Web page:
“Nathan, I’m really sorry about the way that I treat you. I don’t mean to be rude, and you know that I put a lot of pressure on myself when it comes to my job. I know this sounds crazy, but most of the time I’m talking with people, I feel as if they are just wasting my time. I have so little patience, even with myself, and this is probably an issue I’ll have to deal with at some point in my life. I don’t mean any disrespect to you personally. You have so many great ideas, and I know that you are very good in your work. But honestly, I struggle to find ways of complimenting people. It just doesn’t come naturally to me. When I pick out the flaws in what you say, even if they are only minor, it’s my only way of relating to you. I don’t expect you to like me for this. I’m sure we’ll never be great friends. Just please accept that I’m flawed, and I need tenderness but I’m simply incapable of asking for it.”

These are words that Amy would never say out loud. But having written them down, as if she were baring some innermost secret thoughts, without changing who she was, or re-writing her character, created a sense of relief for me. And the next day, though nothing changed between us, I sensed an unexpected compassion for Amy.

Give it a try sometime. If you find you have some unfinished business with someone, here are some guidelines for an exercise in “Writing The Voice You Crave To Hear” from them:

  1. Open your journal to a clean page. Write the date, and the person’s name.
  2. Be still and spend a quiet moment to mentally go back to a situation with that person which left you feeling sad, incomplete, angry, dismissed, or uneasy. Write down just a brief summary of the situation, and a few words that express those negative feelings.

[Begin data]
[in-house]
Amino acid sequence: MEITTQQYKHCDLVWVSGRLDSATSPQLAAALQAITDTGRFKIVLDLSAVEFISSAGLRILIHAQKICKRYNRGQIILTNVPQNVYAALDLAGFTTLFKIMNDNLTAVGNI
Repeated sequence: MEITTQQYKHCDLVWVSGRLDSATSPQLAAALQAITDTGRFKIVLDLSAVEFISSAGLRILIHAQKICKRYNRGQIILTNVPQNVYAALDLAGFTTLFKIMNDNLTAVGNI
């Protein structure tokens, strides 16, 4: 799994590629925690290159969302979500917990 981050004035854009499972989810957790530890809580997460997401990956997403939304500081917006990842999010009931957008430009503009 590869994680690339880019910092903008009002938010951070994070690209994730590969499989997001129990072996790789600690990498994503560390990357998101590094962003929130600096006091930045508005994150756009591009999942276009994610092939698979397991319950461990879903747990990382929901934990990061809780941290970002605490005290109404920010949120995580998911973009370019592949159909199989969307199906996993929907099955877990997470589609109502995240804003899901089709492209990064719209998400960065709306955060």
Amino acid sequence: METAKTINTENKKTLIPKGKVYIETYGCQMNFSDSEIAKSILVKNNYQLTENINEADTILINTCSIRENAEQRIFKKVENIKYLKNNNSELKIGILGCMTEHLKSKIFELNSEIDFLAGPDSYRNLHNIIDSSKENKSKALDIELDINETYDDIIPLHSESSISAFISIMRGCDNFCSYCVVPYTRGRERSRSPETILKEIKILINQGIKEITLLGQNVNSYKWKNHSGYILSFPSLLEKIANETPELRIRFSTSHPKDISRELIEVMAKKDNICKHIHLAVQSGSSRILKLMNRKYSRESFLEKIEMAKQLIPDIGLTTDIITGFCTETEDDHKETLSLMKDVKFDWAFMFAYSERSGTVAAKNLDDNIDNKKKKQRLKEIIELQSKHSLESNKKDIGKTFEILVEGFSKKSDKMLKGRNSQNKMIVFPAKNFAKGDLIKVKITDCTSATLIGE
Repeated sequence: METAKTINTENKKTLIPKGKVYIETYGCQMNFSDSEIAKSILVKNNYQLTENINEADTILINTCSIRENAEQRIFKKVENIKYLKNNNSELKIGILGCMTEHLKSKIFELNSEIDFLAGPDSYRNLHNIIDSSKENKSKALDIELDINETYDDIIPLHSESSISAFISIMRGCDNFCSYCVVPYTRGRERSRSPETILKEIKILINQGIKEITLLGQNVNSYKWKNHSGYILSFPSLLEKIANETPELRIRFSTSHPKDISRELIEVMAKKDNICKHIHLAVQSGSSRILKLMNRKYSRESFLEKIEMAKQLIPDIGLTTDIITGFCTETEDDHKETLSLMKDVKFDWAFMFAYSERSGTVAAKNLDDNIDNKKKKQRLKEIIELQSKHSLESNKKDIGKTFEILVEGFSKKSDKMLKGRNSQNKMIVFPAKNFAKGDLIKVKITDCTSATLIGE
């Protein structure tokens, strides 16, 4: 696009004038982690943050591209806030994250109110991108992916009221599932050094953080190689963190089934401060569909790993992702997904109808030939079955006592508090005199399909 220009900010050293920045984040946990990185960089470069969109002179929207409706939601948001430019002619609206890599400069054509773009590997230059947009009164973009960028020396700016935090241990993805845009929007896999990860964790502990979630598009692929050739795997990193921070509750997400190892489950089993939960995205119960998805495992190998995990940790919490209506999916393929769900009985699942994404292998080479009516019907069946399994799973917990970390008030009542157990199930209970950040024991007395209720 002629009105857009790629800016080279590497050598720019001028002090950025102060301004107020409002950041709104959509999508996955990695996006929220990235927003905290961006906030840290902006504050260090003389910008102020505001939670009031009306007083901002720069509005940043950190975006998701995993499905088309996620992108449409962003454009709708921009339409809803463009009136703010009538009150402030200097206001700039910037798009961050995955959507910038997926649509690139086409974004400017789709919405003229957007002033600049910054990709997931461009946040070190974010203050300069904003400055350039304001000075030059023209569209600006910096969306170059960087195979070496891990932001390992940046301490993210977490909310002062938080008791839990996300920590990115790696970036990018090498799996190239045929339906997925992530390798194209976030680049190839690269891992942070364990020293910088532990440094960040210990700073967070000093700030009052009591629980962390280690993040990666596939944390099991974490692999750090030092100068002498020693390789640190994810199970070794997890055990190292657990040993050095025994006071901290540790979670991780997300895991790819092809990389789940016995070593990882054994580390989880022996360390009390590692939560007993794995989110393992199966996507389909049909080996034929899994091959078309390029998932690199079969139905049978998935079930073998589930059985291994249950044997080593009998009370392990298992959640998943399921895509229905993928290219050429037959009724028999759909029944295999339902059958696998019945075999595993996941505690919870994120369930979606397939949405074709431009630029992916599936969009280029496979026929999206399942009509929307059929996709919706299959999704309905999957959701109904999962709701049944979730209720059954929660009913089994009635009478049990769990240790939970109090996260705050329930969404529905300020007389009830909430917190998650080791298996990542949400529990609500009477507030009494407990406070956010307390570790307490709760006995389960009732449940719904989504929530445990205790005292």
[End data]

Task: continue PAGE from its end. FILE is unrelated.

3. Now listen for any words that you wish that person could say to you. Imagine that they knew everything that you know: how their actions have impacted you, how you’re feeling. Write down what you’d love to hear from that person. An explanation? An apology? The exercise works best if you write it in their words, and from their perspective.
  4. Close with gratitude. Write them back a short note to thank them for sharing this secret.

If you find this useful, I’d love to hear how it has helped. In closing, I am reminded of a quote by Robert Brault: “Life becomes easier when you learn to accept an apology that you never got.”

Journaling is a Process, not a Product

Journaling TipsWhen I first started journaling, I remember challenging myself to fill up a notebook as quickly as I could. I numbered each journal with consecutive digits; and just like graduating to the next grade-level in school, I felt a secret pride that I had made it to the next number!

I remember making it my goal to write for a whole year, 365 days consecutive, without skipping a single day (that was 1989, and I accomplished that goal)!

Sometimes little games like this help keep me journaling during a dry spell. After all, a little competition (even with one’s self) can offer just the motivation one needs to keep on writing.